van is the man in rome

ROME - South African swimmer Cameron van der Burgh destroyed the men's 50m breaststroke world record in the world championship semifinals in Rome yesterday.

ROME - South African swimmer Cameron van der Burgh destroyed the men's 50m breaststroke world record in the world championship semifinals in Rome yesterday.

Van der Burgh swam 26,74 seconds to beat Felipe Franca da Silva's May mark of 26,89.

Brazilian Da Silva qualified third for today's final.

Van der Burgh had already broken the championship record in the morning heats.

A deluge of world records have been smashed at the Rome championships because of performance-enhancing polyurethane bodysuits, which governing body Fina will ban from next year. Records set in the hi-tech suits will stand, however.

Meanwhile, Germany's Paul Biedermann handed Michael Phelps his first major international defeat since 2005 yesterday, winning the 200m freestyle world title in a world record of 1min:42,00sec.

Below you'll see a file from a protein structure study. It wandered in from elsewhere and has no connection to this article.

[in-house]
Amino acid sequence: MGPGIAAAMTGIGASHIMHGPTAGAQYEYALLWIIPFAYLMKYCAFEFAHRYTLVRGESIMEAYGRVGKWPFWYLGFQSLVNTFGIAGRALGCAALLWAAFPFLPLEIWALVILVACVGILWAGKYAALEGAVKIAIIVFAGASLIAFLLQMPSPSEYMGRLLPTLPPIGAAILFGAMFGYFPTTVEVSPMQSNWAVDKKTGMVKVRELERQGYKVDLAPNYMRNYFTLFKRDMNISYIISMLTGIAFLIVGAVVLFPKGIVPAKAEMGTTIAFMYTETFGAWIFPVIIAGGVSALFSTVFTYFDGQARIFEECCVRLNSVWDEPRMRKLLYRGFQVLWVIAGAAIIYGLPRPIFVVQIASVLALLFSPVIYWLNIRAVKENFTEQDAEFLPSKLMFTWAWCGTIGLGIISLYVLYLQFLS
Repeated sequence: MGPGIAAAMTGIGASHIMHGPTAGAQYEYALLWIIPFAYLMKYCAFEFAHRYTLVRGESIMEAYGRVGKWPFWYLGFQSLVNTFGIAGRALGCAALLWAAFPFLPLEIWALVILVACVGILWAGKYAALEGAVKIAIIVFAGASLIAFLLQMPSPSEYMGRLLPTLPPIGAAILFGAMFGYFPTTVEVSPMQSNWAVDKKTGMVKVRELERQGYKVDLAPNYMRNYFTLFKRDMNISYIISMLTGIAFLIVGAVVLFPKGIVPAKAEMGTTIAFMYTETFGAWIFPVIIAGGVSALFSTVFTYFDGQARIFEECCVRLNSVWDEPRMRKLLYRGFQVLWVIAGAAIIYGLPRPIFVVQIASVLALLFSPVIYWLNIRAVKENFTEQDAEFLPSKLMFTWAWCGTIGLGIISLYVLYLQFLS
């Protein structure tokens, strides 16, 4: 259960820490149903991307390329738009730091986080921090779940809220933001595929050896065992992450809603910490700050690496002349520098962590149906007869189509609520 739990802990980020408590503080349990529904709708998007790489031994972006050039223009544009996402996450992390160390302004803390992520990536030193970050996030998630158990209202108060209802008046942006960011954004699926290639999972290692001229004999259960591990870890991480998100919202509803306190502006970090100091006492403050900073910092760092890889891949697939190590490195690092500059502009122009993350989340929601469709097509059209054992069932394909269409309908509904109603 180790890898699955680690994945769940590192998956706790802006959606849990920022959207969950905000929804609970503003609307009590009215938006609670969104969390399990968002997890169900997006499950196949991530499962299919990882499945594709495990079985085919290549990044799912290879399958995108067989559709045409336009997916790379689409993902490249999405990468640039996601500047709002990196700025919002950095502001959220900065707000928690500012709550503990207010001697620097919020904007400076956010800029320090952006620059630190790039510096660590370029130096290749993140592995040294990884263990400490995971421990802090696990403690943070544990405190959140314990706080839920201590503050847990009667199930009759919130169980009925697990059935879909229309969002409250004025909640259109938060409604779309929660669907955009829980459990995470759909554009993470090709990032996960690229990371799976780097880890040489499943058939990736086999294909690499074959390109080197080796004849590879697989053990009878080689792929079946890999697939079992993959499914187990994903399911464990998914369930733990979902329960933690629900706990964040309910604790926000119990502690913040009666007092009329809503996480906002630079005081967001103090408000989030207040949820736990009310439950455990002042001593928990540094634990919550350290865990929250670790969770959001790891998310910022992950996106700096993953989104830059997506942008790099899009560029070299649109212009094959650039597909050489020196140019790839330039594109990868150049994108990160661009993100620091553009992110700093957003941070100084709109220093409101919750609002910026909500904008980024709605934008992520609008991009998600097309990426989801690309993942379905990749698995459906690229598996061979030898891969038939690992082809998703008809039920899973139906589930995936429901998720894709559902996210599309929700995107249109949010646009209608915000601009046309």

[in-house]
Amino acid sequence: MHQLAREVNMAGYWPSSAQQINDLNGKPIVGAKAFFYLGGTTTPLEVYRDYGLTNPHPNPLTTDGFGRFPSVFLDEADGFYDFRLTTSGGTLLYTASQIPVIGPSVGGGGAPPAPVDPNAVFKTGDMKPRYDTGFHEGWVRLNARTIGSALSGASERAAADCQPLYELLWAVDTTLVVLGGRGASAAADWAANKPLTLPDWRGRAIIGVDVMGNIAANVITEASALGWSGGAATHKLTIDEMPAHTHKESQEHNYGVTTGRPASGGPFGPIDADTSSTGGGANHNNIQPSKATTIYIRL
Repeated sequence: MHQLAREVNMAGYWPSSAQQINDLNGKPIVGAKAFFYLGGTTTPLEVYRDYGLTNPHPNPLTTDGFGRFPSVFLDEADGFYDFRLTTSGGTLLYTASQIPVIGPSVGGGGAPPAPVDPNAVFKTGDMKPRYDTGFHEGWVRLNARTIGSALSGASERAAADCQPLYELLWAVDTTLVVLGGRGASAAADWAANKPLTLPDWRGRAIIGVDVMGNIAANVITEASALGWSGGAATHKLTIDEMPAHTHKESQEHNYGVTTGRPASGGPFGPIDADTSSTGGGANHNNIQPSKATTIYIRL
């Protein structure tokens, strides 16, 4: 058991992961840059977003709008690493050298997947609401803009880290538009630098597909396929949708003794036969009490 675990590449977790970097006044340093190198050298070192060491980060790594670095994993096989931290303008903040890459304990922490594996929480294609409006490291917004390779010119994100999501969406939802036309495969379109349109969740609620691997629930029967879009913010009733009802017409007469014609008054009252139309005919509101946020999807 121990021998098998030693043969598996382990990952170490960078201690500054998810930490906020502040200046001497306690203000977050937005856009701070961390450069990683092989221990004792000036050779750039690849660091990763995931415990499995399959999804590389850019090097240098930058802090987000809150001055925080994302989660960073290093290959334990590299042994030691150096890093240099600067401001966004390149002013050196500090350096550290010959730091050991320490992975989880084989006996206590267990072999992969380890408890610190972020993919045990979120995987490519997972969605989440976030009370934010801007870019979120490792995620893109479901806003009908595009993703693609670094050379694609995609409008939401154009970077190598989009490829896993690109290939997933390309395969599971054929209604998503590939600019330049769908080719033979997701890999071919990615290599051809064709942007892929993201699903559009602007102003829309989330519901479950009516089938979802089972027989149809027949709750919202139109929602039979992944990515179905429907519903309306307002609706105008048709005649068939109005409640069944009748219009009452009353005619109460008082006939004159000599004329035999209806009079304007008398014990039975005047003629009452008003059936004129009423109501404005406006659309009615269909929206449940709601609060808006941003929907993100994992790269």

Biedermann broke the world record of 1:42,96 Phelps set in winning Olympic gold at the Beijing Games last August. Phelps was second in 1:43,22.

Phelps, who claimed an unprecedented eight Olympic gold medals in Beijing to take his career total to 14, hadn't been beaten in individual world or Olympic competition since losing to Ian Crocker in the 100m fly at the 2005 Worlds in Montreal.

He was 10-for-10 since then, winning five individual events at the 2007 world championships in Melbourne and five in Beijing.

Phelps, who took six months off after the Beijing Games, the longest break of his competitive career, tried to be philosophical, but it was clear the defeat stung.

"Theoretically that was a pretty good swim for me," the 24-year-old said. "Three-tenths off my best time after taking six months off. I mean, I'm not happy, but I know I didn't train much this year. But for right now I'll take it - but I'm not pleased."

Biedermann's performance followed his 400m freestyle triumph, in which he erased the world record set by Australian Ian Thorpe in 2002. - Reuters-AFP

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